Trends Show a Reduction in Female Genital Cutting
UNICEF has released a new study suggesting that the practice of female genital cutting has decreased significantly in Africa. Globally at least 125 million women and girls have undergone the procedure, but in countries like Egypt, where 91 percent of women 15 to 49 have undergone the practice, a large majority of young women oppose it. “The fact that young women are against the practice in places like Egypt gives us hope that they will be able to stop the cutting of their daughters,” said lead author of the report, Claudia Cappa, “We need to create conditions so they can act on their beliefs.”
Still, the practice shows few signs of ending outright. In many countries female genital cutting remains the norm, and few people believe it ought to cease. In Somalia, where there is no effective central government and no public efforts to curb the long-standing cultural rite, roughly 98 percent of women have undergone the procedure, with 63 percent of those women having gone though a more severe form known as pharaonic circumcision or infibulation. Less than a third of women there expressed doubts about the procedure.
Gunmen Fire on Community Self-Defense Group
Five people were killed when gunmen opened fire on a community vigilante defense group in Los Reyes, Mexico. Previously the group had accused local police of having links to organized crime, and had asked the mayor to call for federal support in securing their town. According to Alejandro Arellano, the state prosecutor of Michoacan, yesterday, 300 masked people arrived at the town hall to announce that they’d be policing their own town. Three gunmen in SUVs then opened fire on the crowd, killing an off duty police officer, three members of the vigilante group, and a passerby. Eight others were wounded, two remain in critical condition.
Earlier this year vigilante groups from the same state clashed with the Knights Templar cartel in a series of battles that have continued since. Michoacan’s forests and mountains are used by drug traffickers to grow marijuana and produce synthetic drugs. The state is also part of the Pacific smuggling corridor. Despite encouraging figures released by Mexican President Enrique Peña Nieto, violence is still rampant.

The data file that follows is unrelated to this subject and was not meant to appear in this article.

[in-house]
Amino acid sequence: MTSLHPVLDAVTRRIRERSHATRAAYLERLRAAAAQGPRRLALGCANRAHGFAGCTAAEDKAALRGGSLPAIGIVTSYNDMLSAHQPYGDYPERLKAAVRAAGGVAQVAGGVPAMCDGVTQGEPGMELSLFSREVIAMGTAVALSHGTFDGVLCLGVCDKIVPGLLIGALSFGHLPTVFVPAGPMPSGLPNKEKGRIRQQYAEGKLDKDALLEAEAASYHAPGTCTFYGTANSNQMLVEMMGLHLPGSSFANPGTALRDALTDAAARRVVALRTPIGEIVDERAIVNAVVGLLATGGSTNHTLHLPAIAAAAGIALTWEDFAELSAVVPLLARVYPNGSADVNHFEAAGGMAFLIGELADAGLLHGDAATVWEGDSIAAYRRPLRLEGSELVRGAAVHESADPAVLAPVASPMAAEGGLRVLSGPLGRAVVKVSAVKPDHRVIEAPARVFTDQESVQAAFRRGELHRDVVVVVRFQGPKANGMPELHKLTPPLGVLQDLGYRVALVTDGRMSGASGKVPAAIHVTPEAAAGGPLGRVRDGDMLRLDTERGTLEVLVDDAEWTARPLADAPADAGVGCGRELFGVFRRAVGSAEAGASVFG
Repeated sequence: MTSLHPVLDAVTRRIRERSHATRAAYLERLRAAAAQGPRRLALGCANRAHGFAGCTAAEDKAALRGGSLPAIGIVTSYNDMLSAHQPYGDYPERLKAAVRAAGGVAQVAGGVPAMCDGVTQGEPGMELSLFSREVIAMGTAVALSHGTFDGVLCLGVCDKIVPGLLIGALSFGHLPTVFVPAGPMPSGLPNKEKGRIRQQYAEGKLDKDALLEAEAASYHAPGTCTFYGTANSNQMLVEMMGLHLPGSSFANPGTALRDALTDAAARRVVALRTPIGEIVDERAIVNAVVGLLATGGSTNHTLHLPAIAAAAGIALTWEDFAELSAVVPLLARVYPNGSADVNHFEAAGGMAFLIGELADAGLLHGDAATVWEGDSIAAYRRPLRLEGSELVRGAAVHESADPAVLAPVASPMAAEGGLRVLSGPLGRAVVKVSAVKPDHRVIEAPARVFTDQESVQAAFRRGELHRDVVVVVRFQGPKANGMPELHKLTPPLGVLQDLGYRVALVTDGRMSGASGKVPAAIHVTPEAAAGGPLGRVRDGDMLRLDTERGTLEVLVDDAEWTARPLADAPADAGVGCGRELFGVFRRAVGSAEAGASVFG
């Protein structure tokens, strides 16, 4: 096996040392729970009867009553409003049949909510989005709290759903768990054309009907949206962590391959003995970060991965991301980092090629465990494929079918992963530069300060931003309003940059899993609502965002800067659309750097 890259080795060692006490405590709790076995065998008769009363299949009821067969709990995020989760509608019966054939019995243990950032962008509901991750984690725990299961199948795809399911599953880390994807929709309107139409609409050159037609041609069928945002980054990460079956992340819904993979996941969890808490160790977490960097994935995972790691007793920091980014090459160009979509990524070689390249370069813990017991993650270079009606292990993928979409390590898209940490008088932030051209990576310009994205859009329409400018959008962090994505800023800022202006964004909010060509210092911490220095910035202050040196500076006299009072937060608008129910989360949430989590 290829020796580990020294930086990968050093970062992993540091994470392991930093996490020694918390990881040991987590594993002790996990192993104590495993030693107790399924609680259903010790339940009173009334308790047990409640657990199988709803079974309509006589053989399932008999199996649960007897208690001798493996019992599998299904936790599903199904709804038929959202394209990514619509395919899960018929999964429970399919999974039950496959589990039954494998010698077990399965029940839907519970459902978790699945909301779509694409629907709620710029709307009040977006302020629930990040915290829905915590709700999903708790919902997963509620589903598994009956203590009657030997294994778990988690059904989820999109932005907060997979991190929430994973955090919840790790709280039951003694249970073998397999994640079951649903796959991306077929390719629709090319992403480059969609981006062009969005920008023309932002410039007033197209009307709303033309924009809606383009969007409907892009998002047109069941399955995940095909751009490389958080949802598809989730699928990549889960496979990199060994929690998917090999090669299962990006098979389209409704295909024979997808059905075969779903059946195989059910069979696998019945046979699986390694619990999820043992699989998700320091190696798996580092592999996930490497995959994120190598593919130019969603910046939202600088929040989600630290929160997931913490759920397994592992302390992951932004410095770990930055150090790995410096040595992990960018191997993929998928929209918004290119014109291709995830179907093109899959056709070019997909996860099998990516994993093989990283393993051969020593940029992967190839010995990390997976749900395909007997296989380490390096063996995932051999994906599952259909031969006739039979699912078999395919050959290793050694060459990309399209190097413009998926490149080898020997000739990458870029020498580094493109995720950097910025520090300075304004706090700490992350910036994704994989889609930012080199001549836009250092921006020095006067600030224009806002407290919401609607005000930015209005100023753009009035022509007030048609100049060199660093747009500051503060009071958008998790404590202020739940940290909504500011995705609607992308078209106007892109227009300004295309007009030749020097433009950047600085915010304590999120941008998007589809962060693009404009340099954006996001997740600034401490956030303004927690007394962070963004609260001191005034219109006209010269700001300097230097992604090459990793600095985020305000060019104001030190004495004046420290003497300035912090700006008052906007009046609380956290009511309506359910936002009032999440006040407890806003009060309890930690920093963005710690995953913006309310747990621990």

Myanmar to Release Political Prisoners
The government of Myanmar has announced that it will release 73 political prisoners shortly as part of an effort to meet President Thein Sein’s recent commitment to free all such prisoners by the end of the year. Previously, the military junta governing Myanmar had categorically denied detaining anyone for political reasons. But the current president set up the Committee to Scrutinize Remaining Political Prisoners, a 19-member committee comprised of 10 former political prisoners, six people appointed by the government and three mediators.
According to Hla Maung Shwe, one of the mediators on the committee, “the total number of remaining political prisoners has now dropped to lower than 100 for the first time in many years.”
American Arrested in China over Drug Bribes
Police in China have arrested an unnamed U.S. citizen in connection with a corruption scandal involving the pharmacological industry. GlaxoSmithKline and AstraZeneca have been accused by the Chinese government of funneling nearly $500 million to facilitate bribes for doctors and hospitals. GSK’s head of emerging markets, Abbas Hussain, affirmed as much, saying, “Certain senior executives of GSK China, who know our systems well, appear to have acted outside of our processes and controls, which breaches Chinese law.”
Last week, a British risk consultant for GSK, and several Chinese employees of AstraZeneca were detained. China’s health ministry also announced in a report that at least 39 hospital staff would be punished for taking bribes from drug companies. “The vice chairman of the hospital’s trade union and two people in charge of the two pharmaceutical companies involved have had their cases transferred to judicial organs, while nine doctors who directly received kickbacks were dismissed, suspended or had their licenses revoked.”
China has been taking strict action against corruption in the health industry since the beginning of this millennia. In 2007, chief drug regulator Zheng Xiaoyu was executed for bribery and approving sub-standard medicines.